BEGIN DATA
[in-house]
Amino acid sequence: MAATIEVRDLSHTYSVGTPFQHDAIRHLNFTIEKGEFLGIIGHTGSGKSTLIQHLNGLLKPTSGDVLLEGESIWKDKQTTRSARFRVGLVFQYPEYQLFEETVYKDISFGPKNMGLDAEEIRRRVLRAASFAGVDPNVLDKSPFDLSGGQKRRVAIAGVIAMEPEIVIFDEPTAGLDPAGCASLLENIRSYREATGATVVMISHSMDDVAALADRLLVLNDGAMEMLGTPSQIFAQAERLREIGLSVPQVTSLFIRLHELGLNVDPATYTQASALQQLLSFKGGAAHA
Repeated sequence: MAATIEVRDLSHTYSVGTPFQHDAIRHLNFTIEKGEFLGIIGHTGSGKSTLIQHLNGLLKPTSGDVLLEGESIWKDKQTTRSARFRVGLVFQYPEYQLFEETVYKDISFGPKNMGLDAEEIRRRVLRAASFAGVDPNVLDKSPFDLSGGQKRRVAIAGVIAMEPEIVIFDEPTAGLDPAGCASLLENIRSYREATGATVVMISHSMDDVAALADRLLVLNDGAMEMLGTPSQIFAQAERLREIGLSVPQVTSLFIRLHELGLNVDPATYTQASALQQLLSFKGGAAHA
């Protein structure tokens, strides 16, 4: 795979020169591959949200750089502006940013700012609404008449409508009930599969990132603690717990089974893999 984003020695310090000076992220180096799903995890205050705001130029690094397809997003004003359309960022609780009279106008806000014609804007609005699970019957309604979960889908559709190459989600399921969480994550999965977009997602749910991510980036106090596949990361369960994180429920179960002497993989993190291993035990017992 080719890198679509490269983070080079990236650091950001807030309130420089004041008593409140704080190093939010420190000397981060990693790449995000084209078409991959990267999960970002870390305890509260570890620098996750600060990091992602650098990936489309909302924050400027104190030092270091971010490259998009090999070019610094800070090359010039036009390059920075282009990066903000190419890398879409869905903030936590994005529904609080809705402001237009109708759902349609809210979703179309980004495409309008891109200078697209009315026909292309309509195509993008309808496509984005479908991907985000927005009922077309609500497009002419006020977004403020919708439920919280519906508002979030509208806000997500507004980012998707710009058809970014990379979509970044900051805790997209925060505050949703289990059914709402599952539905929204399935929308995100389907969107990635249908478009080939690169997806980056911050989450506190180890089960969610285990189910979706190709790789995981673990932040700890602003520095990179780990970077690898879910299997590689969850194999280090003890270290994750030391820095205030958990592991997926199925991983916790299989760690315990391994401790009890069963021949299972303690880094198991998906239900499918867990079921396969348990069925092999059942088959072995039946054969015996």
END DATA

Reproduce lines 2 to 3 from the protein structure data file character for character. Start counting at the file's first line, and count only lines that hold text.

Amino acid sequence: MAATIEVRDLSHTYSVGTPFQHDAIRHLNFTIEKGEFLGIIGHTGSGKSTLIQHLNGLLKPTSGDVLLEGESIWKDKQTTRSARFRVGLVFQYPEYQLFEETVYKDISFGPKNMGLDAEEIRRRVLRAASFAGVDPNVLDKSPFDLSGGQKRRVAIAGVIAMEPEIVIFDEPTAGLDPAGCASLLENIRSYREATGATVVMISHSMDDVAALADRLLVLNDGAMEMLGTPSQIFAQAERLREIGLSVPQVTSLFIRLHELGLNVDPATYTQASALQQLLSFKGGAAHA
Repeated sequence: MAATIEVRDLSHTYSVGTPFQHDAIRHLNFTIEKGEFLGIIGHTGSGKSTLIQHLNGLLKPTSGDVLLEGESIWKDKQTTRSARFRVGLVFQYPEYQLFEETVYKDISFGPKNMGLDAEEIRRRVLRAASFAGVDPNVLDKSPFDLSGGQKRRVAIAGVIAMEPEIVIFDEPTAGLDPAGCASLLENIRSYREATGATVVMISHSMDDVAALADRLLVLNDGAMEMLGTPSQIFAQAERLREIGLSVPQVTSLFIRLHELGLNVDPATYTQASALQQLLSFKGGAAHA